No action on Stonehaven telegraph pole

Aberdeenshire Council is to take no action following the erection of a telegraph pole on a Stonehaven Street.

By The Newsroom
Friday, 21st January 2022, 8:35 am
The telegraph pole appeared without warning on January 17.
The telegraph pole appeared without warning on January 17.

Concerned resident Stuart Alexander of High Street contacted the council’s planning enforcement team and also wrote to his local councillors after the pole appeared without warning on Monday, January 17.

Mr Alexander stated that the pole was not in keeping with the local built heritage and environment and had a much greater scale and impact than any of the other locally sited masts and street lights.

He also said it was very visible from within the Conservation Area of the harbour and affects the views of Jubilee House on Keith Place, the lane down to the sea past A-listed Rivendell, the B-listed Town House/Clock tower and Cross area and to and from the harbour including Duthie’s Well.

“The rest of Stonehaven seems to be benefiting from ground-based fibre installations, but the one conservation area the town has gets a 40ft pole. Although the erection of the telegraph pole may have been allowed through the 'permitted development' legislation, I feel it is wrong that there has been zero consultation beforehand with the local community.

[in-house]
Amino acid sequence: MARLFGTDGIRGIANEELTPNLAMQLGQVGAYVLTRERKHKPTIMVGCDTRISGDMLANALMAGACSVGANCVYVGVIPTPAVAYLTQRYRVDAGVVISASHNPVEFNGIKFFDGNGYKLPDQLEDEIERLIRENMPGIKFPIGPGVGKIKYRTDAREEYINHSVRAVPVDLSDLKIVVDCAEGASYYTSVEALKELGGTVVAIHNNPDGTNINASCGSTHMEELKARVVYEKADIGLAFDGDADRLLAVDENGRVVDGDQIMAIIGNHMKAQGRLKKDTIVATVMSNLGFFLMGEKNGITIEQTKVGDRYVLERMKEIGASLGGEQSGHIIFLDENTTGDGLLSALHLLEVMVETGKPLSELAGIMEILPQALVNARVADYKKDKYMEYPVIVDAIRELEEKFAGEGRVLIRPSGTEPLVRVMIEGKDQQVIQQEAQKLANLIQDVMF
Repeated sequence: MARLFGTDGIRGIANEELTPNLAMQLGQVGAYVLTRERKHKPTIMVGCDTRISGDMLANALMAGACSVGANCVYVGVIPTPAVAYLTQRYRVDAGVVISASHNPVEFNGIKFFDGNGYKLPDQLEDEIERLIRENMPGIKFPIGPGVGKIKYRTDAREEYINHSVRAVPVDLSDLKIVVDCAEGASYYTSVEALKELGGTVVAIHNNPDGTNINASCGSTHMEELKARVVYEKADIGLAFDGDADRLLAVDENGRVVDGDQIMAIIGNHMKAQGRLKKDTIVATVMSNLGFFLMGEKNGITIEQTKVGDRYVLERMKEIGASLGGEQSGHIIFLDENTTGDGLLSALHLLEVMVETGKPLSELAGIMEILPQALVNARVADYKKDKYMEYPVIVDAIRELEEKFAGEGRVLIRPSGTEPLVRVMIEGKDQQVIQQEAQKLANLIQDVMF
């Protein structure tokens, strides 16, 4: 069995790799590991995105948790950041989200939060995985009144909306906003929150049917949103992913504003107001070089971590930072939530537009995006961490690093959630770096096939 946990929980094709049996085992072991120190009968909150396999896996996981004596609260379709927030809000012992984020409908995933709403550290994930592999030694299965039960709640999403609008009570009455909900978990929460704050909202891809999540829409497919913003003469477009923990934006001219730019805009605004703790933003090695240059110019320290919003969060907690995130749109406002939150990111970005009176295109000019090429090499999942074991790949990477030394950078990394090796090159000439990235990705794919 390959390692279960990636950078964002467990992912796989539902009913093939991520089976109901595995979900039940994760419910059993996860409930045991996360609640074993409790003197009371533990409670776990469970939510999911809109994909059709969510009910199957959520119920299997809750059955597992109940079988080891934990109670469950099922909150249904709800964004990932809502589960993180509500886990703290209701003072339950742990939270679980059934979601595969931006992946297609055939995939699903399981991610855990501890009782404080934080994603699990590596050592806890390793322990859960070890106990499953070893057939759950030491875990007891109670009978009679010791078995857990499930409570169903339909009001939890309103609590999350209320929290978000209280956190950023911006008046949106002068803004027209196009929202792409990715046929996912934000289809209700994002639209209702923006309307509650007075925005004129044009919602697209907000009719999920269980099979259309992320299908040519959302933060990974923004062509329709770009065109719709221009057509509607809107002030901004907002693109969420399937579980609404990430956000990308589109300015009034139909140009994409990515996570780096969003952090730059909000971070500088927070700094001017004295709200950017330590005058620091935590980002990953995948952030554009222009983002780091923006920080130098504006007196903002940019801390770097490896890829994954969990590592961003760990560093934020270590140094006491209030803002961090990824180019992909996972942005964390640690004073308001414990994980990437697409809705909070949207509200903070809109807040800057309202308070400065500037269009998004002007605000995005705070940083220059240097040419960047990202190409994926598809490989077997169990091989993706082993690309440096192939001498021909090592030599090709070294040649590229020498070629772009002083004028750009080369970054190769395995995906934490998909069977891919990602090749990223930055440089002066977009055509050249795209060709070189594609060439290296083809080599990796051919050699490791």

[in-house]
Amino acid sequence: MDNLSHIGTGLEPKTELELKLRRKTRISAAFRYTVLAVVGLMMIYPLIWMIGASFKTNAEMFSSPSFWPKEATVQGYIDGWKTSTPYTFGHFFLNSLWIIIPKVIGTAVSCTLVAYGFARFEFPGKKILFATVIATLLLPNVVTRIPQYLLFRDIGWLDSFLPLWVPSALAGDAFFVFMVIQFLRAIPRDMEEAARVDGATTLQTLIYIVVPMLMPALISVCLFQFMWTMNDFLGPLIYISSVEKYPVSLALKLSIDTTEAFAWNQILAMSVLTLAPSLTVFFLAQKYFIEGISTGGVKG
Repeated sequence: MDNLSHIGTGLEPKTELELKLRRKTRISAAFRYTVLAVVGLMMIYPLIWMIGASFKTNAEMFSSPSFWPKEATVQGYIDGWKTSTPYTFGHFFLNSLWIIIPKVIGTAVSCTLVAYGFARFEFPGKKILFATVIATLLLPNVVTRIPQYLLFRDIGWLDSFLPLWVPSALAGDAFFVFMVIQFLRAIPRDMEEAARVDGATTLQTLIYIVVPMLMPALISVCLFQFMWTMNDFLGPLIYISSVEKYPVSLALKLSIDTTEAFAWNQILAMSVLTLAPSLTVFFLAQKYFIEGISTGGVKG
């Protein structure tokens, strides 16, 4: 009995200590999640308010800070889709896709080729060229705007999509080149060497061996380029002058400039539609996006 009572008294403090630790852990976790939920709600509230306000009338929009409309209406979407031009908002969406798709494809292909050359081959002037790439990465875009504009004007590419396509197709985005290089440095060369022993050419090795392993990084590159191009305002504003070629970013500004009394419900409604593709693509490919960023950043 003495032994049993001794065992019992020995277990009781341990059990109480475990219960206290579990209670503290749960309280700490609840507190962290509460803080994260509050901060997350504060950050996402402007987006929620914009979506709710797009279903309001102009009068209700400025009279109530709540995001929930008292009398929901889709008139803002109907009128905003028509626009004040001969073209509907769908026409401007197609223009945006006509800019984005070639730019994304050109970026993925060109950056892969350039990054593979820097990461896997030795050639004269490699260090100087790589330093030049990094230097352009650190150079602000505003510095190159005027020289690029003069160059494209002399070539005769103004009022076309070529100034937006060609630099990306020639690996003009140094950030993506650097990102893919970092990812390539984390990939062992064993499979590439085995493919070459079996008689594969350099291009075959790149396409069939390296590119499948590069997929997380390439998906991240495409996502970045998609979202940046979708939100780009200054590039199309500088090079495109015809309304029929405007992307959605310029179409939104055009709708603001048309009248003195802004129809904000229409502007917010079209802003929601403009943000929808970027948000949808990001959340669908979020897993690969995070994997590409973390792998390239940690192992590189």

"Had views been sought, there would have been a clear majority against such an eyesore and a preference for some temporary disruption so underground routing could be carried out.”

In response to his letter, Councillor Sarah Dickinson said that she was advised that there was no requirement for BT or any other Telecoms operator to seek planning permission, or even provide notification to the council.

She said: “I am not, though, clear what officers can do if operators are simply allowed to put this infrastructure in place but I do think, particularly in the old town, there are unacceptable impacts and I will ask to have the issue on the agenda of our next ward meeting on February 1.”

Mr Alexander received a call last week from a member of the enforcement team stating that the case had been accepted in error and there would be no further action due to the installation being permitted under article 67 of the ‘General Permitted Development (Scotland) Act.